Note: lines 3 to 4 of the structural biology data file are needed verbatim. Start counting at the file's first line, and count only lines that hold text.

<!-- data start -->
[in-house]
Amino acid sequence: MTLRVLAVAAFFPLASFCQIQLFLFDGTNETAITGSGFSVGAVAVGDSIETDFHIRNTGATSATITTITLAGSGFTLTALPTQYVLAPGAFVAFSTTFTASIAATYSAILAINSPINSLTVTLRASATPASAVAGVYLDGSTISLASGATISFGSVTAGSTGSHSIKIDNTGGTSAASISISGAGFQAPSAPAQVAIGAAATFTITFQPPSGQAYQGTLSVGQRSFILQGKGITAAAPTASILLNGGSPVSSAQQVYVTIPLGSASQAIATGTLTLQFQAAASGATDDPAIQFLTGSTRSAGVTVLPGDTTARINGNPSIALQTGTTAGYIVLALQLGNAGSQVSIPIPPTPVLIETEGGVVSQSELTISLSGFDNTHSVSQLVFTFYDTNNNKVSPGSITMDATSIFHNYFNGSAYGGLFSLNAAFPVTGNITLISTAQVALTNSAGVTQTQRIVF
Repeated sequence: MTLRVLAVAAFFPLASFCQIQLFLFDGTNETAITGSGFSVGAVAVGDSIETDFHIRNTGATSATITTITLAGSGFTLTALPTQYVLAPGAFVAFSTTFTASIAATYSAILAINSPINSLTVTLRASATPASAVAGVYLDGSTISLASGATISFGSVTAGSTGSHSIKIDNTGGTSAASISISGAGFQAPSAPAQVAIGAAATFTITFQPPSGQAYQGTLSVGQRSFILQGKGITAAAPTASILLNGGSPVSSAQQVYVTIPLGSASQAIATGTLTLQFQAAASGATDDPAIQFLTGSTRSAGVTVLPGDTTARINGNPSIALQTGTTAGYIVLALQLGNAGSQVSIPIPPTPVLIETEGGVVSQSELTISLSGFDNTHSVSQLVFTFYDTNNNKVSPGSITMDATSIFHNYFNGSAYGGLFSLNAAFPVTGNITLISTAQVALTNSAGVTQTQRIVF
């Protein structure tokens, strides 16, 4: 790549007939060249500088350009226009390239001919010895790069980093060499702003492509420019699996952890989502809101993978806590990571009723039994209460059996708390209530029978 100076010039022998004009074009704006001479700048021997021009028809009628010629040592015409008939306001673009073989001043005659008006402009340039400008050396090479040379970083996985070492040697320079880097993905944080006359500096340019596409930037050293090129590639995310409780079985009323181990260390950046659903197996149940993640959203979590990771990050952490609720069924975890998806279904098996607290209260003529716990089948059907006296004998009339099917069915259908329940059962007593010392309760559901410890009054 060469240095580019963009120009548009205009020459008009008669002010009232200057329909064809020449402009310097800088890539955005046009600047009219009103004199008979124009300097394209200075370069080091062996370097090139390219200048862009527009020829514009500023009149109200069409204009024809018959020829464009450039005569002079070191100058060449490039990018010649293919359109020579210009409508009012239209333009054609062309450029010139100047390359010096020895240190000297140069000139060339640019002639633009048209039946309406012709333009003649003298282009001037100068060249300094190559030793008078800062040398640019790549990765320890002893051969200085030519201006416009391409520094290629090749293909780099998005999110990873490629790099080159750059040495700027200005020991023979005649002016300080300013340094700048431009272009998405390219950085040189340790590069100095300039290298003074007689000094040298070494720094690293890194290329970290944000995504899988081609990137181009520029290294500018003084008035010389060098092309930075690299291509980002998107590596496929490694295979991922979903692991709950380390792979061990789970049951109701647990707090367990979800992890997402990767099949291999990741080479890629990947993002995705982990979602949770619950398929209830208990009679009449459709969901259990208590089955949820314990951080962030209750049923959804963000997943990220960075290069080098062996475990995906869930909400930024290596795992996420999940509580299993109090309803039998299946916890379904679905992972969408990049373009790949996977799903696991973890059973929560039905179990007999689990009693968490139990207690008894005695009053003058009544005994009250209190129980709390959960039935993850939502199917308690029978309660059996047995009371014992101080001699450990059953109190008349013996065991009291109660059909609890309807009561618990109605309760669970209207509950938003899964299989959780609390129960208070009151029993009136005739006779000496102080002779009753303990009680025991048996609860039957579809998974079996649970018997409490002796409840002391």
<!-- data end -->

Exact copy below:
Repeated sequence: MTLRVLAVAAFFPLASFCQIQLFLFDGTNETAITGSGFSVGAVAVGDSIETDFHIRNTGATSATITTITLAGSGFTLTALPTQYVLAPGAFVAFSTTFTASIAATYSAILAINSPINSLTVTLRASATPASAVAGVYLDGSTISLASGATISFGSVTAGSTGSHSIKIDNTGGTSAASISISGAGFQAPSAPAQVAIGAAATFTITFQPPSGQAYQGTLSVGQRSFILQGKGITAAAPTASILLNGGSPVSSAQQVYVTIPLGSASQAIATGTLTLQFQAAASGATDDPAIQFLTGSTRSAGVTVLPGDTTARINGNPSIALQTGTTAGYIVLALQLGNAGSQVSIPIPPTPVLIETEGGVVSQSELTISLSGFDNTHSVSQLVFTFYDTNNNKVSPGSITMDATSIFHNYFNGSAYGGLFSLNAAFPVTGNITLISTAQVALTNSAGVTQTQRIVF
């Protein structure tokens, strides 16, 4: 790549007939060249500088350009226009390239001919010895790069980093060499702003492509420019699996952890989502809101993978806590990571009723039994209460059996708390209530029978 100076010039022998004009074009704006001479700048021997021009028809009628010629040592015409008939306001673009073989001043005659008006402009340039400008050396090479040379970083996985070492040697320079880097993905944080006359500096340019596409930037050293090129590639995310409780079985009323181990260390950046659903197996149940993640959203979590990771990050952490609720069924975890998806279904098996607290209260003529716990089948059907006296004998009339099917069915259908329940059962007593010392309760559901410890009054 060469240095580019963009120009548009205009020459008009008669002010009232200057329909064809020449402009310097800088890539955005046009600047009219009103004199008979124009300097394209200075370069080091062996370097090139390219200048862009527009020829514009500023009149109200069409204009024809018959020829464009450039005569002079070191100058060449490039990018010649293919359109020579210009409508009012239209333009054609062309450029010139100047390359010096020895240190000297140069000139060339640019002639633009048209039946309406012709333009003649003298282009001037100068060249300094190559030793008078800062040398640019790549990765320890002893051969200085030519201006416009391409520094290629090749293909780099998005999110990873490629790099080159750059040495700027200005020991023979005649002016300080300013340094700048431009272009998405390219950085040189340790590069100095300039290298003074007689000094040298070494720094690293890194290329970290944000995504899988081609990137181009520029290294500018003084008035010389060098092309930075690299291509980002998107590596496929490694295979991922979903692991709950380390792979061990789970049951109701647990707090367990979800992890997402990767099949291999990741080479890629990947993002995705982990979602949770619950398929209830208990009679009449459709969901259990208590089955949820314990951080962030209750049923959804963000997943990220960075290069080098062996475990995906869930909400930024290596795992996420999940509580299993109090309803039998299946916890379904679905992972969408990049373009790949996977799903696991973890059973929560039905179990007999689990009693968490139990207690008894005695009053003058009544005994009250209190129980709390959960039935993850939502199917308690029978309660059996047995009371014992101080001699450990059953109190008349013996065991009291109660059909609890309807009561618990109605309760669970209207509950938003899964299989959780609390129960208070009151029993009136005739006779000496102080002779009753303990009680025991048996609860039957579809998974079996649970018997409490002796409840002391």